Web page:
Alexander Graham Bell was a scientist, inventor, and engineer. He is credited with inventing the first functional telephone. He is also credited with co-founding America's major telephone company AT&T, which has been going strong since 1885. Bell's later life was marked by his groundbreaking work in aeronautics, hydrofoils, and optical telecommunications. He was also an ardent supporter of compulsory sterilization.
Scottish inventor, electrical engineer, and innovator, John Logie Baird, is best known for demonstrating a working TV system in 1926. He then went on to invent the first viable purely electronic color TV picture tube and founded the Baird Television Development Company. He was inducted into the Scottish Engineering Hall of Fame in 2015.
Scottish engineer William Murdoch initially worked for the firm of Matthew Boulton and James Watt. He later made a host of inventions and was the first to use coal gas for illumination. He was also known for his work on steam energy and invented the oscillating engine and the D slide valve.
David Brewster was a British scientist, inventor, and author. He conducted many experiments in physical optics, especially concerned with the study of the polarization of light. Fellow scientist William Whewell dubbed him the "father of modern experimental optics." He was also a pioneer in photography and invented an improved stereoscope. He wrote numerous works of popular science as well.
James Dewar was a British chemist and physicist best known for his invention of the vacuum flask. He conducted considerable research into the liquefaction of gases and atomic and molecular spectroscopy. He also wrote papers on the qualities of hydrogen and organic chemistry. He was awarded the Albert Medal of the Royal Society of Arts and the Rumford Medal.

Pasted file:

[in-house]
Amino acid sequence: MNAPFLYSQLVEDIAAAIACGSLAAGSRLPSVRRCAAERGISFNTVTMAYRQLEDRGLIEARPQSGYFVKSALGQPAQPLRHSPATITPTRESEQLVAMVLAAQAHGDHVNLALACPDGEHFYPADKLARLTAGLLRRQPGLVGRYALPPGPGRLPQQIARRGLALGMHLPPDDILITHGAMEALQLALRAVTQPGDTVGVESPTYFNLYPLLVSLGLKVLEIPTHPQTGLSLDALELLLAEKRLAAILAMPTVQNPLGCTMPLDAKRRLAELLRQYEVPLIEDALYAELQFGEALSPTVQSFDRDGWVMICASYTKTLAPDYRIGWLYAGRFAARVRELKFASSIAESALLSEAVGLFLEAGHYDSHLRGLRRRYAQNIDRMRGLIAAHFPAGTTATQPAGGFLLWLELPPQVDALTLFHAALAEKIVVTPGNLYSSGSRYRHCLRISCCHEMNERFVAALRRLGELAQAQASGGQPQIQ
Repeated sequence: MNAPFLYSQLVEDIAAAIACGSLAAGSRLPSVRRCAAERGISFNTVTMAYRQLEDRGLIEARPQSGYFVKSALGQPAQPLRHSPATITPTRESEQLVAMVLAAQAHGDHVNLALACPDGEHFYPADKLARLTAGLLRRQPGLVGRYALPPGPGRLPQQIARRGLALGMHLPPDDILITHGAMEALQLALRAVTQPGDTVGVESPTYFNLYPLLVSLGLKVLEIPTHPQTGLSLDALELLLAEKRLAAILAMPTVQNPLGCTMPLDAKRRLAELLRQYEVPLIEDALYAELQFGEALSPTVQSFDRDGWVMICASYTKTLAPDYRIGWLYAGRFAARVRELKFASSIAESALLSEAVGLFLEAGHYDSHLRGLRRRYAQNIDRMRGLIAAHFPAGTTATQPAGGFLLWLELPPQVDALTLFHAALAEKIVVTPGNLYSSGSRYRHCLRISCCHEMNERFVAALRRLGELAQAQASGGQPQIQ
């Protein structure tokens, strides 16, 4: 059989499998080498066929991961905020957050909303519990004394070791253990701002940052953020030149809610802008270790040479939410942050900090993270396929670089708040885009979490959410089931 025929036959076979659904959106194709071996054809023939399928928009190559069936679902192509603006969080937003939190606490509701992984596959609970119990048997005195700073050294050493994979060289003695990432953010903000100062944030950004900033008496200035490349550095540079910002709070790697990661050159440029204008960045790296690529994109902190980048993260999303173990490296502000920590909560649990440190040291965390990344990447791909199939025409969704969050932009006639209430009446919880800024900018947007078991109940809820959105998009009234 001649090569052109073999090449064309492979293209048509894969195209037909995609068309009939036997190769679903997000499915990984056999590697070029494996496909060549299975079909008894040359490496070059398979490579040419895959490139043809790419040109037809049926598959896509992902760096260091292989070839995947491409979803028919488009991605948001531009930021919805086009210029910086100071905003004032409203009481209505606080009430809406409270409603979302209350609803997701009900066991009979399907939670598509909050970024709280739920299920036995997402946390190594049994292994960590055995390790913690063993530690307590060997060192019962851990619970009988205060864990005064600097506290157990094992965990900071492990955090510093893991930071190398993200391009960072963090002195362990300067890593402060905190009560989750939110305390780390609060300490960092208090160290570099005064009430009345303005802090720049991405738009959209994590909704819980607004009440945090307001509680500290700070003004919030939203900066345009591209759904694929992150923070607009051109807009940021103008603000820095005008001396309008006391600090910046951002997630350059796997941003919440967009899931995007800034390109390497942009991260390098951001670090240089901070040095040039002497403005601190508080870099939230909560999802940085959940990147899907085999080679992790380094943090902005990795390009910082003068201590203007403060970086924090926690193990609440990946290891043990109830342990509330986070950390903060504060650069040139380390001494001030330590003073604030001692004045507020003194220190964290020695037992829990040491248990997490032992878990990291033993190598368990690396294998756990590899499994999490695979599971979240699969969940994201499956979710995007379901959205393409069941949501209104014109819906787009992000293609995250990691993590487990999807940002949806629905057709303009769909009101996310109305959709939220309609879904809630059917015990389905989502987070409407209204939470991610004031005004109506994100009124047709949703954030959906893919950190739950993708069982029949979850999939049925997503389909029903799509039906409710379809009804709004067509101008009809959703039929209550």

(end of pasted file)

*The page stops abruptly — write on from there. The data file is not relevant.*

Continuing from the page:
Scottish engineer John Loudon McAdam introduced the world to the macadam road surface, which was more economical and effective than all previous road-construction methods. He suggested that roads should be constructed at an elevated level for better drainage. He also became Britain’s Surveyor-General of Metropolitan Roads.
Kirkpatrick Macmillan was a 19th-century Scottish blacksmith generally credited with inventing the pedal-driven bicycle. He allegedly completed constructing a pedal-driven bicycle of wood in 1839. The bicycle included iron-rimmed wooden wheels and a steerable wheel. However, there is no concrete evidence to prove that he was indeed the inventor of the first pedal-driven bicycle.
Apprenticed as a merchant at age 14, Robert William Thomson grew up to study civil engineering and also worked with the South Eastern Railway Company. His illustrious career saw him make quite a few inventions, such as the pneumatic tire, the fountain pen, and the road steamer.
Scottish engineer Dugald Clerk is best known for his invention of the two-stroke engine, used widely in motorcycles and other machines. He also headed engineering research of the British Admiralty as its director and was knighted, too. He also co-established the intellectual property service provider Marks & Clerk.
Best remembered as the inventor of the Ross rifle, Sir Charles Ross, 9th Baronet was a talented sharpshooter and rower in his college days and had even participated in the famed Boat Race between Cambridge and Oxford. The Eton-educated baron was also said to be the largest landowner in Britain.
Apart from being a clergyman, Robert Stirling was also an inventor and engineer, who created the famed Stirling engine. He was posthumously named to the Scottish Engineering Hall of Fame. His inventions also included optical devices. While his grandfather invented the threshing machine, his father, too, made agricultural machinery.